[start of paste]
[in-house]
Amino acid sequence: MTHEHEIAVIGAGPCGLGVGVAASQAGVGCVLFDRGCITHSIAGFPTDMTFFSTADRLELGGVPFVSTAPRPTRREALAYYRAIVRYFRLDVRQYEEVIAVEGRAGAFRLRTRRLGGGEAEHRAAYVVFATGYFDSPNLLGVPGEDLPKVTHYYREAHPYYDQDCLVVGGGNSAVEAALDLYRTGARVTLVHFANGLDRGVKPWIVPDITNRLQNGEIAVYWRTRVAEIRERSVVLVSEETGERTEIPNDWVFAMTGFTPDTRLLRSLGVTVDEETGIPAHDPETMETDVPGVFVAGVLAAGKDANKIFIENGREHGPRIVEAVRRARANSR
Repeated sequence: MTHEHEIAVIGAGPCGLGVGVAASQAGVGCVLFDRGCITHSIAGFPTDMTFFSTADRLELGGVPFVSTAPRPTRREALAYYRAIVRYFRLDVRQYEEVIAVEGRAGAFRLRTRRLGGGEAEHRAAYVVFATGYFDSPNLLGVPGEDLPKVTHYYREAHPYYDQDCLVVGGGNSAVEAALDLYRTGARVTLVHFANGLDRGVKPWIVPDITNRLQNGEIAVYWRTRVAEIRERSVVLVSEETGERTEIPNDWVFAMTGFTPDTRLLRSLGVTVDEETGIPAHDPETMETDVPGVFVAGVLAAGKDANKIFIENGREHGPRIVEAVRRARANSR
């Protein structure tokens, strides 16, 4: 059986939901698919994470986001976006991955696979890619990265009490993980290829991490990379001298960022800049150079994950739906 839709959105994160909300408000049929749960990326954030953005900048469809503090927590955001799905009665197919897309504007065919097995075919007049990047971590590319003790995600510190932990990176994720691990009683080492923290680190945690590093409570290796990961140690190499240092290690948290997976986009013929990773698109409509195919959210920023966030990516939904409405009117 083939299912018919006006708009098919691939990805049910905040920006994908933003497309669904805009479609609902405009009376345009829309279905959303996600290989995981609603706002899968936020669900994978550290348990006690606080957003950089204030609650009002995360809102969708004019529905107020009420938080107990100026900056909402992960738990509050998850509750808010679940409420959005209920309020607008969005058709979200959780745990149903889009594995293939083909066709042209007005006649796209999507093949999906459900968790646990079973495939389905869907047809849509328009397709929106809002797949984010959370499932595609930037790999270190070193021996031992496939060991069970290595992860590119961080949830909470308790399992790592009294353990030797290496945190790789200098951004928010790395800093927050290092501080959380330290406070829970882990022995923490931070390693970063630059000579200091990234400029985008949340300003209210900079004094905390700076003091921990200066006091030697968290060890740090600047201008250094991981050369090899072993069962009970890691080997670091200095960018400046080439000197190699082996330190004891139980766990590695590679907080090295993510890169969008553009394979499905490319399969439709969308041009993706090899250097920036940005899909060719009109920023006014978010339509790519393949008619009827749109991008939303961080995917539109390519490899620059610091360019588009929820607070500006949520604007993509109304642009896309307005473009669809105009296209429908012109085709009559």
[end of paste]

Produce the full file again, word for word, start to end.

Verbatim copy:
[in-house]
Amino acid sequence: MTHEHEIAVIGAGPCGLGVGVAASQAGVGCVLFDRGCITHSIAGFPTDMTFFSTADRLELGGVPFVSTAPRPTRREALAYYRAIVRYFRLDVRQYEEVIAVEGRAGAFRLRTRRLGGGEAEHRAAYVVFATGYFDSPNLLGVPGEDLPKVTHYYREAHPYYDQDCLVVGGGNSAVEAALDLYRTGARVTLVHFANGLDRGVKPWIVPDITNRLQNGEIAVYWRTRVAEIRERSVVLVSEETGERTEIPNDWVFAMTGFTPDTRLLRSLGVTVDEETGIPAHDPETMETDVPGVFVAGVLAAGKDANKIFIENGREHGPRIVEAVRRARANSR
Repeated sequence: MTHEHEIAVIGAGPCGLGVGVAASQAGVGCVLFDRGCITHSIAGFPTDMTFFSTADRLELGGVPFVSTAPRPTRREALAYYRAIVRYFRLDVRQYEEVIAVEGRAGAFRLRTRRLGGGEAEHRAAYVVFATGYFDSPNLLGVPGEDLPKVTHYYREAHPYYDQDCLVVGGGNSAVEAALDLYRTGARVTLVHFANGLDRGVKPWIVPDITNRLQNGEIAVYWRTRVAEIRERSVVLVSEETGERTEIPNDWVFAMTGFTPDTRLLRSLGVTVDEETGIPAHDPETMETDVPGVFVAGVLAAGKDANKIFIENGREHGPRIVEAVRRARANSR
């Protein structure tokens, strides 16, 4: 059986939901698919994470986001976006991955696979890619990265009490993980290829991490990379001298960022800049150079994950739906 839709959105994160909300408000049929749960990326954030953005900048469809503090927590955001799905009665197919897309504007065919097995075919007049990047971590590319003790995600510190932990990176994720691990009683080492923290680190945690590093409570290796990961140690190499240092290690948290997976986009013929990773698109409509195919959210920023966030990516939904409405009117 083939299912018919006006708009098919691939990805049910905040920006994908933003497309669904805009479609609902405009009376345009829309279905959303996600290989995981609603706002899968936020669900994978550290348990006690606080957003950089204030609650009002995360809102969708004019529905107020009420938080107990100026900056909402992960738990509050998850509750808010679940409420959005209920309020607008969005058709979200959780745990149903889009594995293939083909066709042209007005006649796209999507093949999906459900968790646990079973495939389905869907047809849509328009397709929106809002797949984010959370499932595609930037790999270190070193021996031992496939060991069970290595992860590119961080949830909470308790399992790592009294353990030797290496945190790789200098951004928010790395800093927050290092501080959380330290406070829970882990022995923490931070390693970063630059000579200091990234400029985008949340300003209210900079004094905390700076003091921990200066006091030697968290060890740090600047201008250094991981050369090899072993069962009970890691080997670091200095960018400046080439000197190699082996330190004891139980766990590695590679907080090295993510890169969008553009394979499905490319399969439709969308041009993706090899250097920036940005899909060719009109920023006014978010339509790519393949008619009827749109991008939303961080995917539109390519490899620059610091360019588009929820607070500006949520604007993509109304642009896309307005473009669809105009296209429908012109085709009559």